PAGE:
Registered Dietitian Donna Simon shares advice on eating in restaurants after bariatric surgery. Donna Simon is Bariatric Coordinator and a Nutrition Specialist at Banner Gateway Medical Center in Gilbert, Arizona.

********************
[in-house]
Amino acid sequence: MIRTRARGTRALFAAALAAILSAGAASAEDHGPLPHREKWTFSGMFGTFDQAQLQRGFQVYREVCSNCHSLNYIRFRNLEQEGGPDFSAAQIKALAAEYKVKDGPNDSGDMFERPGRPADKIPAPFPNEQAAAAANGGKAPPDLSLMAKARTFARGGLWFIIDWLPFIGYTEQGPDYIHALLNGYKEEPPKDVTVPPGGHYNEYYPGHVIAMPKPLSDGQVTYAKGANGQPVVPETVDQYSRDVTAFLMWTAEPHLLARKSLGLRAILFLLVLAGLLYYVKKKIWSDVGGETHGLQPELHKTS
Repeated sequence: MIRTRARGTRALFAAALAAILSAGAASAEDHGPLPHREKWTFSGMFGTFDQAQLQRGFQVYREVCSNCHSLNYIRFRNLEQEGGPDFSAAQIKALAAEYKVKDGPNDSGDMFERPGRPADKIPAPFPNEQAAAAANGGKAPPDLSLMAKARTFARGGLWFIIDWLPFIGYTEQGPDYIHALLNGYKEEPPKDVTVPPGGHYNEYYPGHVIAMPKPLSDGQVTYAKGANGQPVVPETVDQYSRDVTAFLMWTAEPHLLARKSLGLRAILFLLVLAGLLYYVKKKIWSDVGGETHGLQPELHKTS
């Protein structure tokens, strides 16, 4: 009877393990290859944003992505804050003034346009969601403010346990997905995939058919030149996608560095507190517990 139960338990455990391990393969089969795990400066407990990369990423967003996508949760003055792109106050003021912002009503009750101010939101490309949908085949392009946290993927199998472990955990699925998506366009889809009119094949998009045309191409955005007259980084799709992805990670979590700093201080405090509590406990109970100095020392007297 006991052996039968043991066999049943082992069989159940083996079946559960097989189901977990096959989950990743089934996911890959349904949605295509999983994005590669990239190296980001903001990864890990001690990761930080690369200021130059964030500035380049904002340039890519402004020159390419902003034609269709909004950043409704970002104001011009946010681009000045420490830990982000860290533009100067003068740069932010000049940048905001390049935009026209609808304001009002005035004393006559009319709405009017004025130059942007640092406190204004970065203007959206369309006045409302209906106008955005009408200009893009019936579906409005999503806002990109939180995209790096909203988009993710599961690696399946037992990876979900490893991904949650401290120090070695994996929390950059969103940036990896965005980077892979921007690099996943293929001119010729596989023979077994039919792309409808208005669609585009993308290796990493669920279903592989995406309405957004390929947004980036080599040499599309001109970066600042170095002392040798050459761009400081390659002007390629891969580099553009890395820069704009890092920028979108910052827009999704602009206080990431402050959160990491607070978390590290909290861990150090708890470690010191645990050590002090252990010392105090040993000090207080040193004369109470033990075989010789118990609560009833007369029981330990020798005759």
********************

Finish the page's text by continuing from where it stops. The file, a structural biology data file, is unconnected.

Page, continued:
Eating at Restaurants After Bariatric Surgery The way to handle social eating after bariatric surgery is learn your rules of eating -- follow your rules, eat slowly and know the food you are allowed to have. Any stage of the surgery, you can eat in a restaurant, whether you are on a clear liquid diet. You ask for the consummate, you ask for the broth. If it’s an Italian restaurant and you ask for minestrone soup, just ask for the broth of the minestrone soup. Full liquid, you ask for the cream soups, just ask them to strain it. You’ve got to remember you are the customer. As long as you are not asking them for something that’s a crazy food item, they will prepare it for you. Puree, right? Refried beans is a great thing but a lot of restaurants which I found through my patients are telling me they will mesh it up for them. They have blenders back there or food processor. They haven’t had any problems in most restaurants. We also here at Banner Gateway give away, give a card out that states they have had bariatric surgery, and we tell them if they have an issue, ask to speak to the manager. But one of the good things is what we suggest is sharing food items, sharing a plate with someone, asking for the to-go box once the meal is served. Ordering from the appetizer list as long as there is a protein source. Order from the children’s menu. Those portions are usually found to be smaller, or even the senior citizen portions you will see smaller. So I mean there’s so many different ways of going to a restaurant and there is not one restaurant that you really can’t eat in, okay? I try to tell them stay away from buffets because you tend to overeat because it’s all there. But I mean, if you stick with the basics of broiled piece of fish with no toppings, just lemon on the side, or steamed vegetables without butter or dressing and then you just ask for a small side salad. Put salad dressing on the side, and I encourage my patients to stick with the regular salad dressing. The low fat ones are usually higher in sugar and there’s a possibility you can have a dumping syndrome from that. And a dumping syndrome is, to remind you, is when concentrated sugars enter your bloodstream or enter your intestines too quickly and fluids rush in, which can cause the sweating, the heart palpitations, could be nauseousness, diarrhea, vomiting and they could last a long time. You don’t want something like that to happen in a restaurant.